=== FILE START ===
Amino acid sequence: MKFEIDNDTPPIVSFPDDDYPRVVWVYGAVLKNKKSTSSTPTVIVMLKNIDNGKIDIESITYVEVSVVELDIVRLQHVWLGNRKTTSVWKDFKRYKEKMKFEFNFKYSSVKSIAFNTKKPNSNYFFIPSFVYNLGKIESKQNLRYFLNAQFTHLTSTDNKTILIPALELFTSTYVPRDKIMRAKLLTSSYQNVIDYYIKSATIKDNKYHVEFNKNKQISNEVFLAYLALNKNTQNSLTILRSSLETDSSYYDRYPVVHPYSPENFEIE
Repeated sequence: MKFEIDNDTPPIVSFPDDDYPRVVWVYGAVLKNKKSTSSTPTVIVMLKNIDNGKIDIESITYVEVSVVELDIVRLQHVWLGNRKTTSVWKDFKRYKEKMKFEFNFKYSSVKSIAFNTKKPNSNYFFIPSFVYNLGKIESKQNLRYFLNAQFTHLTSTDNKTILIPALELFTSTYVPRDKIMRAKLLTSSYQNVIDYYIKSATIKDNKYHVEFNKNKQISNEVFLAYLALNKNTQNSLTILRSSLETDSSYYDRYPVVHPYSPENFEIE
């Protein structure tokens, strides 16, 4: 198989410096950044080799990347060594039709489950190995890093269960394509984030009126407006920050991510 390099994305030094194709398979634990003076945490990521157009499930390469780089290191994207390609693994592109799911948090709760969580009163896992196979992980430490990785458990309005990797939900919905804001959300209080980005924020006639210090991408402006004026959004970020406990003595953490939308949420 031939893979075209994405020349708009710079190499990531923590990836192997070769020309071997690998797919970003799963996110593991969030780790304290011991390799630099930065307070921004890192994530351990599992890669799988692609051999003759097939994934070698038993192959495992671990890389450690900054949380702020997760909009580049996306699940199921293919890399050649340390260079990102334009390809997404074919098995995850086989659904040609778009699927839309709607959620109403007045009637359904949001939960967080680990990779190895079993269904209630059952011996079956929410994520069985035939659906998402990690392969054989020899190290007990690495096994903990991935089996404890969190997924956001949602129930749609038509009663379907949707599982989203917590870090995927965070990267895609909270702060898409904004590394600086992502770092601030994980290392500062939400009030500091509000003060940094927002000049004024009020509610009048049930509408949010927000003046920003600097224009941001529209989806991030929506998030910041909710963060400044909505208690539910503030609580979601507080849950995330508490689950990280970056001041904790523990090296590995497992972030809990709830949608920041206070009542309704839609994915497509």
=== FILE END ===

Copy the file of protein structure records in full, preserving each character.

Amino acid sequence: MKFEIDNDTPPIVSFPDDDYPRVVWVYGAVLKNKKSTSSTPTVIVMLKNIDNGKIDIESITYVEVSVVELDIVRLQHVWLGNRKTTSVWKDFKRYKEKMKFEFNFKYSSVKSIAFNTKKPNSNYFFIPSFVYNLGKIESKQNLRYFLNAQFTHLTSTDNKTILIPALELFTSTYVPRDKIMRAKLLTSSYQNVIDYYIKSATIKDNKYHVEFNKNKQISNEVFLAYLALNKNTQNSLTILRSSLETDSSYYDRYPVVHPYSPENFEIE
Repeated sequence: MKFEIDNDTPPIVSFPDDDYPRVVWVYGAVLKNKKSTSSTPTVIVMLKNIDNGKIDIESITYVEVSVVELDIVRLQHVWLGNRKTTSVWKDFKRYKEKMKFEFNFKYSSVKSIAFNTKKPNSNYFFIPSFVYNLGKIESKQNLRYFLNAQFTHLTSTDNKTILIPALELFTSTYVPRDKIMRAKLLTSSYQNVIDYYIKSATIKDNKYHVEFNKNKQISNEVFLAYLALNKNTQNSLTILRSSLETDSSYYDRYPVVHPYSPENFEIE
């Protein structure tokens, strides 16, 4: 198989410096950044080799990347060594039709489950190995890093269960394509984030009126407006920050991510 390099994305030094194709398979634990003076945490990521157009499930390469780089290191994207390609693994592109799911948090709760969580009163896992196979992980430490990785458990309005990797939900919905804001959300209080980005924020006639210090991408402006004026959004970020406990003595953490939308949420 031939893979075209994405020349708009710079190499990531923590990836192997070769020309071997690998797919970003799963996110593991969030780790304290011991390799630099930065307070921004890192994530351990599992890669799988692609051999003759097939994934070698038993192959495992671990890389450690900054949380702020997760909009580049996306699940199921293919890399050649340390260079990102334009390809997404074919098995995850086989659904040609778009699927839309709607959620109403007045009637359904949001939960967080680990990779190895079993269904209630059952011996079956929410994520069985035939659906998402990690392969054989020899190290007990690495096994903990991935089996404890969190997924956001949602129930749609038509009663379907949707599982989203917590870090995927965070990267895609909270702060898409904004590394600086992502770092601030994980290392500062939400009030500091509000003060940094927002000049004024009020509610009048049930509408949010927000003046920003600097224009941001529209989806991030929506998030910041909710963060400044909505208690539910503030609580979601507080849950995330508490689950990280970056001041904790523990090296590995497992972030809990709830949608920041206070009542309704839609994915497509």